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08/02/88 the People of the State of v. Lacey Clanton Et Al.

August 2, 1988





527 N.E.2d 936, 173 Ill. App. 3d 627, 123 Ill. Dec. 298 1988.IL.1188

Appeal from the Circuit Court of Cook County; the Hon. James J. Heyda, Judge, presiding.


JUSTICE EGAN delivered the opinion of the court. HARTMAN, P.J., and BILANDIC, J., concur.


Only the defendant Clanton contends that he was not proved guilty beyond a reasonable doubt.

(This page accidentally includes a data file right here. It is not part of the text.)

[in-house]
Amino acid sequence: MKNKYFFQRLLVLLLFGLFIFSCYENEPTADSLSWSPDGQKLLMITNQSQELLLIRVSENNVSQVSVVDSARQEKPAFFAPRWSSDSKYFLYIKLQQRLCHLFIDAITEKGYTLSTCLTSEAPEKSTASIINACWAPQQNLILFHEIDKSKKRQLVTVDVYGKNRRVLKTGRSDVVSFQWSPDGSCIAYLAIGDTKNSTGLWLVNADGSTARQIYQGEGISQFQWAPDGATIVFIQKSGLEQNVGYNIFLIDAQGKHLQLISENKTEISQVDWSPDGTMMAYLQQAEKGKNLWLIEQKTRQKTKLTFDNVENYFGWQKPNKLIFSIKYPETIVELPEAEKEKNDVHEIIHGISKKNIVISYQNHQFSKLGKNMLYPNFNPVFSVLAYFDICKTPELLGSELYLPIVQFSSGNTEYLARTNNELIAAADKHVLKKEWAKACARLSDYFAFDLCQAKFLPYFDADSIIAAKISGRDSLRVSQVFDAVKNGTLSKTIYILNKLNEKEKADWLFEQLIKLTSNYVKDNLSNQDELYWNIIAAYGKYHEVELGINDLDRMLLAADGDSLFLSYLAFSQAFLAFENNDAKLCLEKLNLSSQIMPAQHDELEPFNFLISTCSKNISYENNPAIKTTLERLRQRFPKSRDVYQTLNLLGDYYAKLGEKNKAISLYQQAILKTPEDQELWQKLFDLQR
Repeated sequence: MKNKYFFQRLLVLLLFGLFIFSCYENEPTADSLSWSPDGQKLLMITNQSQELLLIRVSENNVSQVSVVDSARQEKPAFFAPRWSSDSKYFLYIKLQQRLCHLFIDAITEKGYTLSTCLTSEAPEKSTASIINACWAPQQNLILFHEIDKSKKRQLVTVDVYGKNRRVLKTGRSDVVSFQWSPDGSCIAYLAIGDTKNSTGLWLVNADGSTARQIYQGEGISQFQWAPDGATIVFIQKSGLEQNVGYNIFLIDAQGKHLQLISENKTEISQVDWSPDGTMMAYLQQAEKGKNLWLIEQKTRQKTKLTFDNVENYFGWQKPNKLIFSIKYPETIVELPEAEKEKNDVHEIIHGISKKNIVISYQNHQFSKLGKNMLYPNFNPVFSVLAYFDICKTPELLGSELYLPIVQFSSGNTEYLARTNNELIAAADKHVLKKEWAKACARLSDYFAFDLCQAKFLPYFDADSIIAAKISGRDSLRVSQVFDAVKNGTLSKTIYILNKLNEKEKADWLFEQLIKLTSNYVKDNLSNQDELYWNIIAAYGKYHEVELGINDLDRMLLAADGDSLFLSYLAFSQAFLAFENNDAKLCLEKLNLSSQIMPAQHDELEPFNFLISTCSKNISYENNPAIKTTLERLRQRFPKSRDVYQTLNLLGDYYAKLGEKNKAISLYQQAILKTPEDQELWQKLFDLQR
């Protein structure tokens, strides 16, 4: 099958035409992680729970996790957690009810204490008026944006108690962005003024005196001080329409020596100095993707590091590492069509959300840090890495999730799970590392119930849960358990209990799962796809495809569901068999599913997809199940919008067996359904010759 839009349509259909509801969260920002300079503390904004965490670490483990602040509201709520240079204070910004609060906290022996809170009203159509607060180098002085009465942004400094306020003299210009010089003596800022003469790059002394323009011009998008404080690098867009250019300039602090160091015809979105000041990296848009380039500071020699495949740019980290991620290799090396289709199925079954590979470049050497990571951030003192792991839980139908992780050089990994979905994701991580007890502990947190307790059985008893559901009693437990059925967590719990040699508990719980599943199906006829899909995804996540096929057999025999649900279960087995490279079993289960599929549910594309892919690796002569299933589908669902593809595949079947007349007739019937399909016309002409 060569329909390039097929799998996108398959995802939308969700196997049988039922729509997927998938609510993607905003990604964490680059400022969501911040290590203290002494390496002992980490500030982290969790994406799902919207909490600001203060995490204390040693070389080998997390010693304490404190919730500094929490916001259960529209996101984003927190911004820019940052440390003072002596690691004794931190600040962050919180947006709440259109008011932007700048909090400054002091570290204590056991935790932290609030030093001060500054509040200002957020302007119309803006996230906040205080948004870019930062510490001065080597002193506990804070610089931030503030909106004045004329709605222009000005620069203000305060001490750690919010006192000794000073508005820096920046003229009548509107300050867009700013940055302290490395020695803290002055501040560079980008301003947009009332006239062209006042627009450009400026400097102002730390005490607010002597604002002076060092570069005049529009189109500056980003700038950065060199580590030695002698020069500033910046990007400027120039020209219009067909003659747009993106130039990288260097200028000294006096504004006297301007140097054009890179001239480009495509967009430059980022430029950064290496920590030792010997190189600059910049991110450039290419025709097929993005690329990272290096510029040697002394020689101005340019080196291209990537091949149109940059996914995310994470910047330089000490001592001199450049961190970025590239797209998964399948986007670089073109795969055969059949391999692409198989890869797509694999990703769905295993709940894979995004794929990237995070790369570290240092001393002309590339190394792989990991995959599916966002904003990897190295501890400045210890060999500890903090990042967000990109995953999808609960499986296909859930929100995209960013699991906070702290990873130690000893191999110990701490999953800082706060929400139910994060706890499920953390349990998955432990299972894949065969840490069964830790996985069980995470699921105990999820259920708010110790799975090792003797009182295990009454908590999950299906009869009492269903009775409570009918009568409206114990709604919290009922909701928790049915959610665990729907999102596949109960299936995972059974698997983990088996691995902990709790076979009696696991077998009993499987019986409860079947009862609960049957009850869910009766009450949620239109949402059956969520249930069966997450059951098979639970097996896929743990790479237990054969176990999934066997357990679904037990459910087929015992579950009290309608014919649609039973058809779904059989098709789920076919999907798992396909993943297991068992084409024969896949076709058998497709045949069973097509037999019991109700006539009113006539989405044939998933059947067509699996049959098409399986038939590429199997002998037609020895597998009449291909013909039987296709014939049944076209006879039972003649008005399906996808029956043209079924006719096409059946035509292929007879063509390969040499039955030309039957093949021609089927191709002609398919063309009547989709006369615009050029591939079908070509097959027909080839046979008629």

Floyd Richardson owned a building at 4109 West 5th Avenue in Chicago. He had made the basement into a neighborhood "recreation center" which was furnished with a bar, card table, pool table, stereo and a few chairs. Iron bars were located just outside the basement door. At approximately 11:50 p.m. on September 26, 1985, Yvette Davis went to the recreation center. Floyd Richardson and Dexter Woodard were already in the basement when she arrived. A few minutes later Claudette Banks and James Thomas came in. After midnight Betty Sloan and Penny McCline entered. Banks asked Sloan and McCline to wait a few more minutes while she went home to check her children. Thomas agreed to drive Banks home, and Davis left to go to her home as well. Davis returned about 10 minutes later. She knocked on the front door and Richardson went to admit her. In order to do so, he had to unlock the front door and pull it toward himself. He then had to open the burglar bars located beyond the door by sliding them sideways. After allowing Davis in, he was in the process of sliding the burglar bars shut when two masked men rushed in.